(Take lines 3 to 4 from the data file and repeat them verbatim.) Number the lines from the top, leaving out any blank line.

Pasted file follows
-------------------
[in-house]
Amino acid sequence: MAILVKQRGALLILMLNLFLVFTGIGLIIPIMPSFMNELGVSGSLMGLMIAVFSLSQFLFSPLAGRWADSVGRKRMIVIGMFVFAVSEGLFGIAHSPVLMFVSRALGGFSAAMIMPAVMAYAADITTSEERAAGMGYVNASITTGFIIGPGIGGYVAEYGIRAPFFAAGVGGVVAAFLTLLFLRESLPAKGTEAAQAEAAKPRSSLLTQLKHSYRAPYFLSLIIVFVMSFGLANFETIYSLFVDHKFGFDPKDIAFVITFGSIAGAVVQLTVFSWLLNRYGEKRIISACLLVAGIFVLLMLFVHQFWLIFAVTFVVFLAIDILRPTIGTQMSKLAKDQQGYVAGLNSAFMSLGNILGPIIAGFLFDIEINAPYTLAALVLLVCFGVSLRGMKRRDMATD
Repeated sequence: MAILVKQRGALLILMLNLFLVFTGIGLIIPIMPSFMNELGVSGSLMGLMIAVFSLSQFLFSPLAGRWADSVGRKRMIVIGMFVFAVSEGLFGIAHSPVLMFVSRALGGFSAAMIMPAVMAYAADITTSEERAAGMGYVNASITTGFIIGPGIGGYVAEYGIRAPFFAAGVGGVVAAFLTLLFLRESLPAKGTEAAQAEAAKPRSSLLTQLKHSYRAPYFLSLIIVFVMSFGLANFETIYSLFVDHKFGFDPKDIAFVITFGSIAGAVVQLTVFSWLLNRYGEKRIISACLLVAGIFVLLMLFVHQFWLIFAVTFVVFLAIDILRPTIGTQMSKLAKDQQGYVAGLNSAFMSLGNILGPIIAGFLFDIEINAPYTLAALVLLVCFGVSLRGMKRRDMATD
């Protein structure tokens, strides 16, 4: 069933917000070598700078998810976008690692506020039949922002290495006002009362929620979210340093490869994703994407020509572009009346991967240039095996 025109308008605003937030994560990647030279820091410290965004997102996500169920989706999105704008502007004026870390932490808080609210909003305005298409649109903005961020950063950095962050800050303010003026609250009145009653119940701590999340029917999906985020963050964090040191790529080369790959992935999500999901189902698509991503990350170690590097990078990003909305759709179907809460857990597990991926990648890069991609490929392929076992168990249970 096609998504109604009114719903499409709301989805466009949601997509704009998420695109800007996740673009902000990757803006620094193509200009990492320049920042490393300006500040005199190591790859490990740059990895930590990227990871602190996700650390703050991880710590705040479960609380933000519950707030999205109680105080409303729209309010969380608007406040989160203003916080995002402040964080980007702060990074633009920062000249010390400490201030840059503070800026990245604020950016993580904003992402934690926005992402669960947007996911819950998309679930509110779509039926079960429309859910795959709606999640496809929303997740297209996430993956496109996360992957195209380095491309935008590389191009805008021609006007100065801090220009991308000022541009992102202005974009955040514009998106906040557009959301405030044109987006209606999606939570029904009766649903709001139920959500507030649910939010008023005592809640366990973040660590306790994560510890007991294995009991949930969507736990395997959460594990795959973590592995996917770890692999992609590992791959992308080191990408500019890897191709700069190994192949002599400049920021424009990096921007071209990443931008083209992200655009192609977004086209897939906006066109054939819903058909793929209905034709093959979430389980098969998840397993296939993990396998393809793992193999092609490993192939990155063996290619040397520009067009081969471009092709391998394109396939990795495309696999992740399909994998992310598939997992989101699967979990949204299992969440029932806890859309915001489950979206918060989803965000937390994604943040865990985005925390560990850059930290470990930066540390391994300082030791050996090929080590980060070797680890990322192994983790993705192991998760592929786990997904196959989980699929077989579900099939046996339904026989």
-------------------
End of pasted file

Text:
Repeated sequence: MAILVKQRGALLILMLNLFLVFTGIGLIIPIMPSFMNELGVSGSLMGLMIAVFSLSQFLFSPLAGRWADSVGRKRMIVIGMFVFAVSEGLFGIAHSPVLMFVSRALGGFSAAMIMPAVMAYAADITTSEERAAGMGYVNASITTGFIIGPGIGGYVAEYGIRAPFFAAGVGGVVAAFLTLLFLRESLPAKGTEAAQAEAAKPRSSLLTQLKHSYRAPYFLSLIIVFVMSFGLANFETIYSLFVDHKFGFDPKDIAFVITFGSIAGAVVQLTVFSWLLNRYGEKRIISACLLVAGIFVLLMLFVHQFWLIFAVTFVVFLAIDILRPTIGTQMSKLAKDQQGYVAGLNSAFMSLGNILGPIIAGFLFDIEINAPYTLAALVLLVCFGVSLRGMKRRDMATD
């Protein structure tokens, strides 16, 4: 069933917000070598700078998810976008690692506020039949922002290495006002009362929620979210340093490869994703994407020509572009009346991967240039095996 025109308008605003937030994560990647030279820091410290965004997102996500169920989706999105704008502007004026870390932490808080609210909003305005298409649109903005961020950063950095962050800050303010003026609250009145009653119940701590999340029917999906985020963050964090040191790529080369790959992935999500999901189902698509991503990350170690590097990078990003909305759709179907809460857990597990991926990648890069991609490929392929076992168990249970 096609998504109604009114719903499409709301989805466009949601997509704009998420695109800007996740673009902000990757803006620094193509200009990492320049920042490393300006500040005199190591790859490990740059990895930590990227990871602190996700650390703050991880710590705040479960609380933000519950707030999205109680105080409303729209309010969380608007406040989160203003916080995002402040964080980007702060990074633009920062000249010390400490201030840059503070800026990245604020950016993580904003992402934690926005992402669960947007996911819950998309679930509110779509039926079960429309859910795959709606999640496809929303997740297209996430993956496109996360992957195209380095491309935008590389191009805008021609006007100065801090220009991308000022541009992102202005974009955040514009998106906040557009959301405030044109987006209606999606939570029904009766649903709001139920959500507030649910939010008023005592809640366990973040660590306790994560510890007991294995009991949930969507736990395997959460594990795959973590592995996917770890692999992609590992791959992308080191990408500019890897191709700069190994192949002599400049920021424009990096921007071209990443931008083209992200655009192609977004086209897939906006066109054939819903058909793929209905034709093959979430389980098969998840397993296939993990396998393809793992193999092609490993192939990155063996290619040397520009067009081969471009092709391998394109396939990795495309696999992740399909994998992310598939997992989101699967979990949204299992969440029932806890859309915001489950979206918060989803965000937390994604943040865990985005925390560990850059930290470990930066540390391994300082030791050996090929080590980060070797680890990322192994983790993705192991998760592929786990997904196959989980699929077989579900099939046996339904026989």